The British government has said that partial control by autonomous cars or computers will allow it to operate in the UK by the end of this year – basically, the country will now allow cars to be driven by cars that “drive alone”. The country’s Department of Transportation said. Vehicles with steering assist systems that control acceleration, alley and brake positioning can operate on highways at a maximum speed of 60 km / h – but what does this mean in practice?
The new law is in the final stages of approval, and states that drivers do not need to keep their hands on the wheel or focus on the road from a particular location on a road or roadway and allow the system to control the car. For general safety, if humans are required to drive again, the law requires vehicles to emit a signal – and if not redirected within 10 seconds, the system will slow down and turn on the emergency lights.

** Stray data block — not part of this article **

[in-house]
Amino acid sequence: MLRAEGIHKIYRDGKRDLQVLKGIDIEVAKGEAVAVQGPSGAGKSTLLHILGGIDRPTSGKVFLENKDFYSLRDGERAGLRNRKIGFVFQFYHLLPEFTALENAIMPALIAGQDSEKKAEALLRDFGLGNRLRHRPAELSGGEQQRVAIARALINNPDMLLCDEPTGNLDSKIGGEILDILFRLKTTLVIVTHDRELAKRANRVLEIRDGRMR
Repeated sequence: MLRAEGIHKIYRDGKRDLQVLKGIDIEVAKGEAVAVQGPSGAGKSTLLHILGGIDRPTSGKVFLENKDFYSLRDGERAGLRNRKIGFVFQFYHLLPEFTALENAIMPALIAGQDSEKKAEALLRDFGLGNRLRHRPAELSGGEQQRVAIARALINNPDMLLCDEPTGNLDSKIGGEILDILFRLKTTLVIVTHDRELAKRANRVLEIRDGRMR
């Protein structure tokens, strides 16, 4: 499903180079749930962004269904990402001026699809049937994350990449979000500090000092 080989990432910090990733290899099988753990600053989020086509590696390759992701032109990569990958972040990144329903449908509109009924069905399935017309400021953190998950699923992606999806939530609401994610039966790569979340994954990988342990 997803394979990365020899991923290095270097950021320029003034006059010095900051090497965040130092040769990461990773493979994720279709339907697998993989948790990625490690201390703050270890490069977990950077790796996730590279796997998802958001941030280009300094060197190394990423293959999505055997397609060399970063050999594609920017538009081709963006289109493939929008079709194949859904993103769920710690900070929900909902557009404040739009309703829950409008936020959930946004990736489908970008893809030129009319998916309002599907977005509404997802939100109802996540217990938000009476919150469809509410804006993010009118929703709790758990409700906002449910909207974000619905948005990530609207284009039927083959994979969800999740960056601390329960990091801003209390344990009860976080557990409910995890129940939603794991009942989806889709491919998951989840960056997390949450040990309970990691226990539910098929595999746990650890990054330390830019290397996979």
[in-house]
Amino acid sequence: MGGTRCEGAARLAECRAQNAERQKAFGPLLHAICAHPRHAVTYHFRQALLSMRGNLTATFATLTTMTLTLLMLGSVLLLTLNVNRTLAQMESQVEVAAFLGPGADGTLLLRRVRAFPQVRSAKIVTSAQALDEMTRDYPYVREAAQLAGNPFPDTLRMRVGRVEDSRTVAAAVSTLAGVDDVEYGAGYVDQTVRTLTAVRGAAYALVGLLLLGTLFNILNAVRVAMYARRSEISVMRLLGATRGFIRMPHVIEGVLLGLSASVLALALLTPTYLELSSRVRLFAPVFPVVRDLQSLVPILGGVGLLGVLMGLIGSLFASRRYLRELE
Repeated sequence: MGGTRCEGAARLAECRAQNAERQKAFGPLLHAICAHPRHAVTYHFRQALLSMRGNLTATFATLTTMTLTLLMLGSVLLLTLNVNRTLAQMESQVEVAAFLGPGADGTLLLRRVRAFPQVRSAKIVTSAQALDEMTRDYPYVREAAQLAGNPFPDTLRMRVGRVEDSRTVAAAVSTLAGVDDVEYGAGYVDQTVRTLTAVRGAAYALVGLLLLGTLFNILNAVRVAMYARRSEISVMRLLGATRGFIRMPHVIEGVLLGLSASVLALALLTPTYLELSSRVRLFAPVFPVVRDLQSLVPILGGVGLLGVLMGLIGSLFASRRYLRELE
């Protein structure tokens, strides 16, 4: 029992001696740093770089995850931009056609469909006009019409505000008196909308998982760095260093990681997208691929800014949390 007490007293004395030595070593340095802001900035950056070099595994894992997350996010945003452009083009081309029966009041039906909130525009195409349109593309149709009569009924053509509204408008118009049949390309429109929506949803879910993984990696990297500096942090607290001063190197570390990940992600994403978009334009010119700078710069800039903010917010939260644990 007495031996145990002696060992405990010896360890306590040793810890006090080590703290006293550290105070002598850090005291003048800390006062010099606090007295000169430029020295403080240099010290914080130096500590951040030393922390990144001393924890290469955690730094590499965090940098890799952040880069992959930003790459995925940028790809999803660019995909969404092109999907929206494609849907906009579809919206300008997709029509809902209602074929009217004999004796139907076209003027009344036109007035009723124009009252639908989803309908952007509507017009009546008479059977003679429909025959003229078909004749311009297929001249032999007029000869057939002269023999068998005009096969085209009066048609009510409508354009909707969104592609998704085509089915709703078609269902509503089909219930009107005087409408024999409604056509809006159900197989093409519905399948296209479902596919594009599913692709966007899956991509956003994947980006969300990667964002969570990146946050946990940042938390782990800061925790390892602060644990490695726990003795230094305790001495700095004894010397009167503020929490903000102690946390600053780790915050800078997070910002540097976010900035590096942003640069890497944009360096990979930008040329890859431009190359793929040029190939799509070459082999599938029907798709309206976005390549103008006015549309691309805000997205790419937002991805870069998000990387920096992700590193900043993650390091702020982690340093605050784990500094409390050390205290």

Therefore, it is not about complete autonomy or without the involvement of one person in driving the vehicle – Standard Level 3 considers autonomy in which there is a distinction between computers and humans. The initiative is aimed at reducing congestion and mainly reducing traffic accidents: according to studies, 85% of accidents in the country are caused by human errors, which are canceled due to computer use.
However, there is controversy over the expectations of autonomous cars in the country for improvements to traffic and traffic safety in general. A 2019 study by the University of California found that self-driving cars can actually worsen traffic in big cities. In addition, there have already been some accidents involving computer-driven cars under test – such as the one in which an autonomous Uber ran into a test in the US state of Arizona and killed pedestrian Elaine Hersberg.